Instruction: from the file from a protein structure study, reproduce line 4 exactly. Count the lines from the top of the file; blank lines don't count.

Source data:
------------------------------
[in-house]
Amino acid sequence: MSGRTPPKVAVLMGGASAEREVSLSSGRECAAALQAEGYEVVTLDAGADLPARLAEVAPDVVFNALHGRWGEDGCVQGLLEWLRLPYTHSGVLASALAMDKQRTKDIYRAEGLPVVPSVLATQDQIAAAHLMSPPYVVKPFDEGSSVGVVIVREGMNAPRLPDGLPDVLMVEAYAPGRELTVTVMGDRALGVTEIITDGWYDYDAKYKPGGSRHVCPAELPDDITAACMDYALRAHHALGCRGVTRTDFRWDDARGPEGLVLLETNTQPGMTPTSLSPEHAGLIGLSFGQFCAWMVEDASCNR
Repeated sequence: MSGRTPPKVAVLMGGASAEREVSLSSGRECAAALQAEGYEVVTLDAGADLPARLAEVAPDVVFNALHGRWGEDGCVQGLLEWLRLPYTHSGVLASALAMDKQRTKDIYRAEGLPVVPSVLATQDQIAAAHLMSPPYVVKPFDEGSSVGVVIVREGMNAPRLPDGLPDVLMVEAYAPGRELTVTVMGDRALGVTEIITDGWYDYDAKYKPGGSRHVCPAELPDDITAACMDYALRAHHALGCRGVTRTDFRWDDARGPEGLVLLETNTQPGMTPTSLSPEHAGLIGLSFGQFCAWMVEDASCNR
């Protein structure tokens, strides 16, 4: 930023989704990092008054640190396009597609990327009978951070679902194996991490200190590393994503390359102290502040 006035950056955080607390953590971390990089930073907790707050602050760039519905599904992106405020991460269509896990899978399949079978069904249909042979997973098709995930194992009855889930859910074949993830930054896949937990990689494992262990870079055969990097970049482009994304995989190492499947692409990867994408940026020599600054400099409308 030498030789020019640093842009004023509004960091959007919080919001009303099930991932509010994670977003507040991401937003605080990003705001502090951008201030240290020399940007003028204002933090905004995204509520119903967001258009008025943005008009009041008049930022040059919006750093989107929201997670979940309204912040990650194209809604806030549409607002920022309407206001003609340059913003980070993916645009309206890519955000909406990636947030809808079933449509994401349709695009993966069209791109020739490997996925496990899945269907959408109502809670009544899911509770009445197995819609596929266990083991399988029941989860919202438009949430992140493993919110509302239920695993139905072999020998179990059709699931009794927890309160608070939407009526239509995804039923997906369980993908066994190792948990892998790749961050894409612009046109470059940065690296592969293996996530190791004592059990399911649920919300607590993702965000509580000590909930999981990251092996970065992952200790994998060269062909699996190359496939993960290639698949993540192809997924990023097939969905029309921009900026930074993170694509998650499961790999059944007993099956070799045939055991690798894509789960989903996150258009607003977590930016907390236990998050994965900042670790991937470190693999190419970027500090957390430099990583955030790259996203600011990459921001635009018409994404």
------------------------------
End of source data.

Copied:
């Protein structure tokens, strides 16, 4: 930023989704990092008054640190396009597609990327009978951070679902194996991490200190590393994503390359102290502040 006035950056955080607390953590971390990089930073907790707050602050760039519905599904992106405020991460269509896990899978399949079978069904249909042979997973098709995930194992009855889930859910074949993830930054896949937990990689494992262990870079055969990097970049482009994304995989190492499947692409990867994408940026020599600054400099409308 030498030789020019640093842009004023509004960091959007919080919001009303099930991932509010994670977003507040991401937003605080990003705001502090951008201030240290020399940007003028204002933090905004995204509520119903967001258009008025943005008009009041008049930022040059919006750093989107929201997670979940309204912040990650194209809604806030549409607002920022309407206001003609340059913003980070993916645009309206890519955000909406990636947030809808079933449509994401349709695009993966069209791109020739490997996925496990899945269907959408109502809670009544899911509770009445197995819609596929266990083991399988029941989860919202438009949430992140493993919110509302239920695993139905072999020998179990059709699931009794927890309160608070939407009526239509995804039923997906369980993908066994190792948990892998790749961050894409612009046109470059940065690296592969293996996530190791004592059990399911649920919300607590993702965000509580000590909930999981990251092996970065992952200790994998060269062909699996190359496939993960290639698949993540192809997924990023097939969905029309921009900026930074993170694509998650499961790999059944007993099956070799045939055991690798894509789960989903996150258009607003977590930016907390236990998050994965900042670790991937470190693999190419970027500090957390430099990583955030790259996203600011990459921001635009018409994404």